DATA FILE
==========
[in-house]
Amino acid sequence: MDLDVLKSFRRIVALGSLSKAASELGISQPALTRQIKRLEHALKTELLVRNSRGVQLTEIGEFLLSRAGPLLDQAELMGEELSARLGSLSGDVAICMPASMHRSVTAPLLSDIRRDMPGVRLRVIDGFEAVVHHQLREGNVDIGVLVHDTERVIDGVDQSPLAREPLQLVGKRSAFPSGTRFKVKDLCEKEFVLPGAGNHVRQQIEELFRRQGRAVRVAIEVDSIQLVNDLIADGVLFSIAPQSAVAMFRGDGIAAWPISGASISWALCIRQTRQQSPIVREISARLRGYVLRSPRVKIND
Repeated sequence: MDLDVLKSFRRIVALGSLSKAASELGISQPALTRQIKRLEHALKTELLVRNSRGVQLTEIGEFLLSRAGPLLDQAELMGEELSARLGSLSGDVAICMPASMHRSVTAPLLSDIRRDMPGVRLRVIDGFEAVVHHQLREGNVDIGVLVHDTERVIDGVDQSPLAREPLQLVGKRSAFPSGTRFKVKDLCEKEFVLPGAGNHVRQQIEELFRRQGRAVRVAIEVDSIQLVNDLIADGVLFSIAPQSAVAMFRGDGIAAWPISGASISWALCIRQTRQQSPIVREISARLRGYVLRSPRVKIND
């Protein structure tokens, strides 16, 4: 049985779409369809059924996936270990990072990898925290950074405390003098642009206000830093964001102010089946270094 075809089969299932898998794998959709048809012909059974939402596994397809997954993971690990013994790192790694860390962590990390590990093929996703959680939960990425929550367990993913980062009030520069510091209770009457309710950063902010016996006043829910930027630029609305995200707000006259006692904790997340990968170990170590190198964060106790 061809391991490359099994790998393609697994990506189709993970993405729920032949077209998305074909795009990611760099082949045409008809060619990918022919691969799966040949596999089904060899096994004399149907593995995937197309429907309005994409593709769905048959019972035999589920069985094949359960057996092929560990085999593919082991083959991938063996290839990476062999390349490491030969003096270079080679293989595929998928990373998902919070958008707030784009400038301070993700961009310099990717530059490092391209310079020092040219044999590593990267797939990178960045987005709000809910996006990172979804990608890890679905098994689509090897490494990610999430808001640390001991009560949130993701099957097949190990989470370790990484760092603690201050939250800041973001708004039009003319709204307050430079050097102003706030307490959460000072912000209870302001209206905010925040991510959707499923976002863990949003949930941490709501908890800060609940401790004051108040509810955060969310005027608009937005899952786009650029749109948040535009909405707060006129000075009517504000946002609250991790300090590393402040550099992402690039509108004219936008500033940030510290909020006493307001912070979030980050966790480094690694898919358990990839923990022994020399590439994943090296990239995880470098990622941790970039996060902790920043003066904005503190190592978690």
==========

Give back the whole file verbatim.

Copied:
[in-house]
Amino acid sequence: MDLDVLKSFRRIVALGSLSKAASELGISQPALTRQIKRLEHALKTELLVRNSRGVQLTEIGEFLLSRAGPLLDQAELMGEELSARLGSLSGDVAICMPASMHRSVTAPLLSDIRRDMPGVRLRVIDGFEAVVHHQLREGNVDIGVLVHDTERVIDGVDQSPLAREPLQLVGKRSAFPSGTRFKVKDLCEKEFVLPGAGNHVRQQIEELFRRQGRAVRVAIEVDSIQLVNDLIADGVLFSIAPQSAVAMFRGDGIAAWPISGASISWALCIRQTRQQSPIVREISARLRGYVLRSPRVKIND
Repeated sequence: MDLDVLKSFRRIVALGSLSKAASELGISQPALTRQIKRLEHALKTELLVRNSRGVQLTEIGEFLLSRAGPLLDQAELMGEELSARLGSLSGDVAICMPASMHRSVTAPLLSDIRRDMPGVRLRVIDGFEAVVHHQLREGNVDIGVLVHDTERVIDGVDQSPLAREPLQLVGKRSAFPSGTRFKVKDLCEKEFVLPGAGNHVRQQIEELFRRQGRAVRVAIEVDSIQLVNDLIADGVLFSIAPQSAVAMFRGDGIAAWPISGASISWALCIRQTRQQSPIVREISARLRGYVLRSPRVKIND
């Protein structure tokens, strides 16, 4: 049985779409369809059924996936270990990072990898925290950074405390003098642009206000830093964001102010089946270094 075809089969299932898998794998959709048809012909059974939402596994397809997954993971690990013994790192790694860390962590990390590990093929996703959680939960990425929550367990993913980062009030520069510091209770009457309710950063902010016996006043829910930027630029609305995200707000006259006692904790997340990968170990170590190198964060106790 061809391991490359099994790998393609697994990506189709993970993405729920032949077209998305074909795009990611760099082949045409008809060619990918022919691969799966040949596999089904060899096994004399149907593995995937197309429907309005994409593709769905048959019972035999589920069985094949359960057996092929560990085999593919082991083959991938063996290839990476062999390349490491030969003096270079080679293989595929998928990373998902919070958008707030784009400038301070993700961009310099990717530059490092391209310079020092040219044999590593990267797939990178960045987005709000809910996006990172979804990608890890679905098994689509090897490494990610999430808001640390001991009560949130993701099957097949190990989470370790990484760092603690201050939250800041973001708004039009003319709204307050430079050097102003706030307490959460000072912000209870302001209206905010925040991510959707499923976002863990949003949930941490709501908890800060609940401790004051108040509810955060969310005027608009937005899952786009650029749109948040535009909405707060006129000075009517504000946002609250991790300090590393402040550099992402690039509108004219936008500033940030510290909020006493307001912070979030980050966790480094690694898919358990990839923990022994020399590439994943090296990239995880470098990622941790970039996060902790920043003066904005503190190592978690």